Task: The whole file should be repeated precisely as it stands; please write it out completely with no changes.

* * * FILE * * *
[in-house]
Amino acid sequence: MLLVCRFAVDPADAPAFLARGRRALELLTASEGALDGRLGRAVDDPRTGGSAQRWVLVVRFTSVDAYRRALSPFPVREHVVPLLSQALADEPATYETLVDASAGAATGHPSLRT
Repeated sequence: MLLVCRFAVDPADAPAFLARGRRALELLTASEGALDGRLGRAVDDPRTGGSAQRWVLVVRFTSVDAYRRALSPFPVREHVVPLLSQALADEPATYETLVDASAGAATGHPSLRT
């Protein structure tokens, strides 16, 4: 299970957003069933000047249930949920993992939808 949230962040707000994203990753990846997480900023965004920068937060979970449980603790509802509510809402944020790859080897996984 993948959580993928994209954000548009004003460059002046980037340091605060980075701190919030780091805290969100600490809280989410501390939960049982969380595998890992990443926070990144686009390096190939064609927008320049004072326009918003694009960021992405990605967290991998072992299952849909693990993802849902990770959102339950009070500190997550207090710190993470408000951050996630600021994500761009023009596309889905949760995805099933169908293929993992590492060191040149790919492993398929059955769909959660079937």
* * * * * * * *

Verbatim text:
[in-house]
Amino acid sequence: MLLVCRFAVDPADAPAFLARGRRALELLTASEGALDGRLGRAVDDPRTGGSAQRWVLVVRFTSVDAYRRALSPFPVREHVVPLLSQALADEPATYETLVDASAGAATGHPSLRT
Repeated sequence: MLLVCRFAVDPADAPAFLARGRRALELLTASEGALDGRLGRAVDDPRTGGSAQRWVLVVRFTSVDAYRRALSPFPVREHVVPLLSQALADEPATYETLVDASAGAATGHPSLRT
């Protein structure tokens, strides 16, 4: 299970957003069933000047249930949920993992939808 949230962040707000994203990753990846997480900023965004920068937060979970449980603790509802509510809402944020790859080897996984 993948959580993928994209954000548009004003460059002046980037340091605060980075701190919030780091805290969100600490809280989410501390939960049982969380595998890992990443926070990144686009390096190939064609927008320049004072326009918003694009960021992405990605967290991998072992299952849909693990993802849902990770959102339950009070500190997550207090710190993470408000951050996630600021994500761009023009596309889905949760995805099933169908293929993992590492060191040149790919492993398929059955769909959660079937």